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Mortgage pros recite a rote list of requirements you need to qualify for a loan. However, they don’t always tell you the whole story. With more stringent lending rules, some banks insist that you have an account history, which produces FICO (Fair Isaac Company) credit scores above 700 to qualify for a mortgage. Would it surprise you to know there’s another way you can be approved for a prime loan?
Fannie Mae and Freddie Mac, which underwrite most U.S. mortgages, provide specific regulations for alternative credit qualification. And FHA (Federal Housing Authority) offers fixed-rate loans, with a current interest rate around 5 percent, based on alternative credit qualification. Your bank may offer these products. They just don’t talk about it much because the loans require more work – for lending departments and mortgage brokers – than a standard FICO-scored loan.
Recently, an old friend told me he has no credit history. This man holds a responsible corporate position, owns his own home and two cars, participates in various philanthropic organizations, holds significant investments, travels, and seems to live a ‘normal’ life. I asked how he has no credit? Knowing his personal information would be sold by credit agencies bothered him so much that twenty years ago, as serious computerized credit data collection ramped up, he dropped out of the system. He paid cash for his house and cars, uses a Visa debit card from a credit union for personal purchases, occasionally jumps through required hoops to rent a car, and prepays for hotels. He uses a company credit card for business travel expenses. All the hassles have been worth it for him to know his personal information is not available to anyone. Only one problem: Now he wants to buy a new house and he doesn’t want to pay cash. He told a mortgage broker he had no credit history; she didn’t believe him. When a credit check indicated the credit bureaus have no record of his existence, he was delighted. Still, he wanted to buy the house.
My friend has paid his bills on time – utilities, cable, landline phone, cell phone, insurances. He contributes money to savings every month. His employment history is ultra stable. And he’s invested wisely. He was an ideal candidate for alternative credit qualification.
Can you answer yes to any of these questions?
- Do you have no credit history?
- Is your credit history insufficient to score, caused by too few accounts?
- Did you stop using personal credit at least seven years ago because you had a mess? Since then, your noncredit bills have been paid on time.
- Do you only use credit in your business’s name, and you have no personal credit history?
Request copies of your three free credit reports (Equifax, Experian and TransUnion) from AnnualCreditReport.com. If you have no credit history or only one or two accounts, using alternative credit qualification you could buy a home. Remember: old negative accounts must be removed from your credit report after seven years and old judgments and bankruptcies after ten years. Alternative credit qualification is not available to people with existing poor credit histories. Be sure to insist old negative information is expunged from your records, with corrected copies of your credit reports sent to you before you apply for a loan.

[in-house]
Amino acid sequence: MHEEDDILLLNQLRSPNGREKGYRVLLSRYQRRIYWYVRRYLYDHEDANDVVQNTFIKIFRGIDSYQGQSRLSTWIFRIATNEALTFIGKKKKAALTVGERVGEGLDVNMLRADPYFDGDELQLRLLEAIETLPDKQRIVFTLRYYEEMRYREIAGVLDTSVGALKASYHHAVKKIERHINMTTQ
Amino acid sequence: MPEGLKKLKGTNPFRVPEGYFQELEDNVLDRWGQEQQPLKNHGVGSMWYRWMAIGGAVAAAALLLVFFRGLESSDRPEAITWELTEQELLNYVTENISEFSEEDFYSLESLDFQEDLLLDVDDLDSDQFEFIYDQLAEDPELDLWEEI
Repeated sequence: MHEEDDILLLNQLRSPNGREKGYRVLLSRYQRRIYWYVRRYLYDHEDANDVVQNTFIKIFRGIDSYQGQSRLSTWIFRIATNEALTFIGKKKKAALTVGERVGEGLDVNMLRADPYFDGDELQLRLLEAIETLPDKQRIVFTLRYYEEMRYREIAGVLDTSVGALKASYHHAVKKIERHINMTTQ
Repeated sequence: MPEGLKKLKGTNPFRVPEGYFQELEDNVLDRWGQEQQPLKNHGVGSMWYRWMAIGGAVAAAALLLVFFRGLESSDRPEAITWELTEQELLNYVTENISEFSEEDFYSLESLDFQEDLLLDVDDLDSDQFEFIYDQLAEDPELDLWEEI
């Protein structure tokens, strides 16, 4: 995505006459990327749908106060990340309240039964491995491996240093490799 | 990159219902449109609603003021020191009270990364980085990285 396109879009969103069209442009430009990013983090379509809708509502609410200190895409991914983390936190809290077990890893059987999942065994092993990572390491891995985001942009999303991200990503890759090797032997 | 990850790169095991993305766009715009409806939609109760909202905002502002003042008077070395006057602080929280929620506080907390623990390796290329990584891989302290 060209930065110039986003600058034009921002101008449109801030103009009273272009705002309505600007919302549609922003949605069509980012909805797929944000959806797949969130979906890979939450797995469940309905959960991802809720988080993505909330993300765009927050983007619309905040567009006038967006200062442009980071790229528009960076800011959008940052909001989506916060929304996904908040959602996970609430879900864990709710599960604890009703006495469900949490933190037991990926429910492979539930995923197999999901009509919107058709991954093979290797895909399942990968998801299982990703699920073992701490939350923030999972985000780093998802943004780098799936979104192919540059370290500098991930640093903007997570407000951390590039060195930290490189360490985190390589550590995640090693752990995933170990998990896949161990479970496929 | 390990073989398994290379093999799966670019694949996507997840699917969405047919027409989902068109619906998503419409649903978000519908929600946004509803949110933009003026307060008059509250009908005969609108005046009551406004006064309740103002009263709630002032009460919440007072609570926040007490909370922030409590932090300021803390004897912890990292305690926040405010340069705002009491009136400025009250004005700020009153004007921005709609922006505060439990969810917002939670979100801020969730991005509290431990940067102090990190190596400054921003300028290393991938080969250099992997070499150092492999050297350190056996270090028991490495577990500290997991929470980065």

Freddie Mac defines the basics for alternative mortgage qualification: “An acceptable credit reputation is established by a history that, when viewed as a whole, evidences a borrower’s willingness to make ongoing payments and ability to manage obligations as agreed.”
To qualify, borrowers must have:
- At least three active credit accounts for a minimum of one year, whether or not they’re on the credit report.
- If a borrower does not have three credit accounts, there must be at least four noncredit payment references or a combination of credit and noncredit payment references that add up to a minimum of four. Noncredit references can be your landlord, household utilities (electricity, gas, water, sewer), landline phone, cell phone, cable television, or any other bill you’ve paid for at least 12 months – medical, dental, an appliance, etc. In addition, a documented savings history of at least 12 months can be used as a noncredit reference. Payments need not be made every month. However, the accounts must have been open for at least one year. Your payment history will be verified carefully; don’t consider faking this.
- Financial institutions, which manually underwrite Fannie Mae and Freddie Mac backed mortgages, will require a stable income flow with savings on hand, and could require a higher down payment to offset the credit risk presented by your noncredit payment history. FHA limits the amount of down payment required for their loans.
Some unscrupulous lenders tell borrowers, with limited credit histories, that they can only qualify for high-interest, high-fees, subprime mortgages. This is incorrect information; don’t be sucked in by those practices. Alternative credit qualification opens the door to fixed-rate prime loans – currently with 30-year interest around 5 percent – for financially responsible individuals without credit histories. Find a lender who offers alternative qualifying and manual underwriting. After you have secured your mortgage, know you will not need to open additional personal credit accounts. You can continue to live off the ‘credit grid’.